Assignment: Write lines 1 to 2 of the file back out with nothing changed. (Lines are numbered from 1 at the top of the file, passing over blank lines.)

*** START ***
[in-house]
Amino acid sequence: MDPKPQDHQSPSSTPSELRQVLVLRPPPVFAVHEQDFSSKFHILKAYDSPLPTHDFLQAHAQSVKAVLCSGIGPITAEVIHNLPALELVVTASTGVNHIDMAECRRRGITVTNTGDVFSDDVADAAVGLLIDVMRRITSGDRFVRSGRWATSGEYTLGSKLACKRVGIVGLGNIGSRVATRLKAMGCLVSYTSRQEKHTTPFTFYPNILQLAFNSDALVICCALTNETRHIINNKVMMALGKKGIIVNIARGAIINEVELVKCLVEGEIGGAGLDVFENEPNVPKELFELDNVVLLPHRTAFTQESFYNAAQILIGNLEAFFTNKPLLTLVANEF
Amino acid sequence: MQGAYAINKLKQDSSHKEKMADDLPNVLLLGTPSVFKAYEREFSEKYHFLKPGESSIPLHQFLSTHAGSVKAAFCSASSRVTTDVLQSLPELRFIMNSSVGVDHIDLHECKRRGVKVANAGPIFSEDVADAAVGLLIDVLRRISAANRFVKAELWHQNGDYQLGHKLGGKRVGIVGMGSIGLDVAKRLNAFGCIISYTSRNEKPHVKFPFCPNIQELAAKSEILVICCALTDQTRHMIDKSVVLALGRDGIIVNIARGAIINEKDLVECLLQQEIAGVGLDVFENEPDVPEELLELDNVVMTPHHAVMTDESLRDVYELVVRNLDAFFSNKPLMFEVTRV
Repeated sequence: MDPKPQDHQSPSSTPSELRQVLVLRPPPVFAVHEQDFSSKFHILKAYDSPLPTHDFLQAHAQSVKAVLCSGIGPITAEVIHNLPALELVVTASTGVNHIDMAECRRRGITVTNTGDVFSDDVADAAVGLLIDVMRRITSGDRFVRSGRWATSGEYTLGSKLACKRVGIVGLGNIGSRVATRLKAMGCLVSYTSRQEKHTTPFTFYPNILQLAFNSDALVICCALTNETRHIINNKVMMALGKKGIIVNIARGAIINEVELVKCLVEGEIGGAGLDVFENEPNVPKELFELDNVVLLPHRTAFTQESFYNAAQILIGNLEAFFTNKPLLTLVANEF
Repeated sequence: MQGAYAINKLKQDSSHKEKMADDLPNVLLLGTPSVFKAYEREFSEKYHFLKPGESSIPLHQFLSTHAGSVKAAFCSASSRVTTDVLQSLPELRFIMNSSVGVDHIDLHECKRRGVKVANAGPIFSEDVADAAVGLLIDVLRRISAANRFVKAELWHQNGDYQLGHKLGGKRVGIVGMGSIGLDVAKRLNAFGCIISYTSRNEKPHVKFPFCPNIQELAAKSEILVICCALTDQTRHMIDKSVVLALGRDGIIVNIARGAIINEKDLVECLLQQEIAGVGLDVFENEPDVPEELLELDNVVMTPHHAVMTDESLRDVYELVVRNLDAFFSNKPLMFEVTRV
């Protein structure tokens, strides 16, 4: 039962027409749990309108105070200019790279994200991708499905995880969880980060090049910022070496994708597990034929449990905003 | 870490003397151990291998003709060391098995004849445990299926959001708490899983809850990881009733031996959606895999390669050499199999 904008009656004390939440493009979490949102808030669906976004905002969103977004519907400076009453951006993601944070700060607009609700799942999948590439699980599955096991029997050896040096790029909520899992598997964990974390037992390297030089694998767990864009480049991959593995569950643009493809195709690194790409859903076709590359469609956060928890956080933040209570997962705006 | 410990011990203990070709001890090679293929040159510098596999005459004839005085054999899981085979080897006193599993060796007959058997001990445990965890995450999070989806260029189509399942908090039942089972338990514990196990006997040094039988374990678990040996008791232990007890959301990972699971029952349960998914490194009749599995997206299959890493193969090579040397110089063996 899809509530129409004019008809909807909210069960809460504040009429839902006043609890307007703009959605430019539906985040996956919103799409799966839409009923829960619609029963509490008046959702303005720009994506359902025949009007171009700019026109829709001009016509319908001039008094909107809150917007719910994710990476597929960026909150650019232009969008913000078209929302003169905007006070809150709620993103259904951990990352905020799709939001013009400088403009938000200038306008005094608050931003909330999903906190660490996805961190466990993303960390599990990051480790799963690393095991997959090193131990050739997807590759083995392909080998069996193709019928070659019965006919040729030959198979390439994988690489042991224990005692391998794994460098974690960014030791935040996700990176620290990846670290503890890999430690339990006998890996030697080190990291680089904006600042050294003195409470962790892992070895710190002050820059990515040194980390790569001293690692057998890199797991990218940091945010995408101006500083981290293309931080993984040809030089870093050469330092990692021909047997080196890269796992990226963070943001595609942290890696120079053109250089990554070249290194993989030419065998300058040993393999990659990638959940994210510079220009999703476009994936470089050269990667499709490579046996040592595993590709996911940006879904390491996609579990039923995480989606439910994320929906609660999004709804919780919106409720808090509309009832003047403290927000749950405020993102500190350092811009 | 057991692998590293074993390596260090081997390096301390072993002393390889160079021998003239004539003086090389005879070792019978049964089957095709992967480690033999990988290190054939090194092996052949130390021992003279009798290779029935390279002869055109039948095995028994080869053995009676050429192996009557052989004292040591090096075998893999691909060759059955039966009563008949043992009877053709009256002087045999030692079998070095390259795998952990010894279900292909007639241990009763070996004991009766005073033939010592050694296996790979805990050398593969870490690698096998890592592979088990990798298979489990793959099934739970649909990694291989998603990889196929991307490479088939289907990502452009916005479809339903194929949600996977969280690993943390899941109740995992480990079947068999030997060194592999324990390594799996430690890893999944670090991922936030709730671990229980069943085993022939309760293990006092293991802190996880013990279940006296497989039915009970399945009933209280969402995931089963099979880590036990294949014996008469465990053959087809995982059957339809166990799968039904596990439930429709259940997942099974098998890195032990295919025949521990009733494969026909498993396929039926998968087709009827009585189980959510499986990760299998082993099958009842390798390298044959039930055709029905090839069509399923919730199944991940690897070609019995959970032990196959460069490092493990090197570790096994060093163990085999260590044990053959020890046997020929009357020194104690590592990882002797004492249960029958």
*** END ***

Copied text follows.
[in-house]
Amino acid sequence: MDPKPQDHQSPSSTPSELRQVLVLRPPPVFAVHEQDFSSKFHILKAYDSPLPTHDFLQAHAQSVKAVLCSGIGPITAEVIHNLPALELVVTASTGVNHIDMAECRRRGITVTNTGDVFSDDVADAAVGLLIDVMRRITSGDRFVRSGRWATSGEYTLGSKLACKRVGIVGLGNIGSRVATRLKAMGCLVSYTSRQEKHTTPFTFYPNILQLAFNSDALVICCALTNETRHIINNKVMMALGKKGIIVNIARGAIINEVELVKCLVEGEIGGAGLDVFENEPNVPKELFELDNVVLLPHRTAFTQESFYNAAQILIGNLEAFFTNKPLLTLVANEF